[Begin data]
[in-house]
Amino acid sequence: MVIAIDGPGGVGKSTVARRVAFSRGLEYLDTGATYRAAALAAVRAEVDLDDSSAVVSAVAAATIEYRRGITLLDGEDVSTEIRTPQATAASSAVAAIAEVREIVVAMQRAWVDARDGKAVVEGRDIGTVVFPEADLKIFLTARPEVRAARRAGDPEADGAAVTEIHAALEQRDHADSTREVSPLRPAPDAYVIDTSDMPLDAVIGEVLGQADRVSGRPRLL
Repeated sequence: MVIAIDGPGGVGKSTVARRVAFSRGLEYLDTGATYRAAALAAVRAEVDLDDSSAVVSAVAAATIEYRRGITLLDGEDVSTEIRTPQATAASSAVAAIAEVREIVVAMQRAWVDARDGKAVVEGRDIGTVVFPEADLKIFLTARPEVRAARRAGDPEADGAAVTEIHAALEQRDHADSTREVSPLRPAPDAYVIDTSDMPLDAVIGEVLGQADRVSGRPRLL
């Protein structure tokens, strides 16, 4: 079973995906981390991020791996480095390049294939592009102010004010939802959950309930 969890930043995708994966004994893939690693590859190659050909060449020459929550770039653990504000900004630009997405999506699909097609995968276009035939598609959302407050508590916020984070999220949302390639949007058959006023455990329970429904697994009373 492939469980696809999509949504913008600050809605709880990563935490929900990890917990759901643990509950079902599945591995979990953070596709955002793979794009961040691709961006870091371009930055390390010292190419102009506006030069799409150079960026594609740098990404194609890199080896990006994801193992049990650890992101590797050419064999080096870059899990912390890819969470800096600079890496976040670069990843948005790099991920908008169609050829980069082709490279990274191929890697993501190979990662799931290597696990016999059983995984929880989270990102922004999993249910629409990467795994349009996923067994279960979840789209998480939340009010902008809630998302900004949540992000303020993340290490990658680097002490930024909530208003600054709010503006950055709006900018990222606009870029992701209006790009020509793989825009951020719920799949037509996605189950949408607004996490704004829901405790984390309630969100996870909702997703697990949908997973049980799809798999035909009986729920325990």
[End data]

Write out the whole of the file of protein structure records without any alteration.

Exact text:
[in-house]
Amino acid sequence: MVIAIDGPGGVGKSTVARRVAFSRGLEYLDTGATYRAAALAAVRAEVDLDDSSAVVSAVAAATIEYRRGITLLDGEDVSTEIRTPQATAASSAVAAIAEVREIVVAMQRAWVDARDGKAVVEGRDIGTVVFPEADLKIFLTARPEVRAARRAGDPEADGAAVTEIHAALEQRDHADSTREVSPLRPAPDAYVIDTSDMPLDAVIGEVLGQADRVSGRPRLL
Repeated sequence: MVIAIDGPGGVGKSTVARRVAFSRGLEYLDTGATYRAAALAAVRAEVDLDDSSAVVSAVAAATIEYRRGITLLDGEDVSTEIRTPQATAASSAVAAIAEVREIVVAMQRAWVDARDGKAVVEGRDIGTVVFPEADLKIFLTARPEVRAARRAGDPEADGAAVTEIHAALEQRDHADSTREVSPLRPAPDAYVIDTSDMPLDAVIGEVLGQADRVSGRPRLL
């Protein structure tokens, strides 16, 4: 079973995906981390991020791996480095390049294939592009102010004010939802959950309930 969890930043995708994966004994893939690693590859190659050909060449020459929550770039653990504000900004630009997405999506699909097609995968276009035939598609959302407050508590916020984070999220949302390639949007058959006023455990329970429904697994009373 492939469980696809999509949504913008600050809605709880990563935490929900990890917990759901643990509950079902599945591995979990953070596709955002793979794009961040691709961006870091371009930055390390010292190419102009506006030069799409150079960026594609740098990404194609890199080896990006994801193992049990650890992101590797050419064999080096870059899990912390890819969470800096600079890496976040670069990843948005790099991920908008169609050829980069082709490279990274191929890697993501190979990662799931290597696990016999059983995984929880989270990102922004999993249910629409990467795994349009996923067994279960979840789209998480939340009010902008809630998302900004949540992000303020993340290490990658680097002490930024909530208003600054709010503006950055709006900018990222606009870029992701209006790009020509793989825009951020719920799949037509996605189950949408607004996490704004829901405790984390309630969100996870909702997703697990949908997973049980799809798999035909009986729920325990």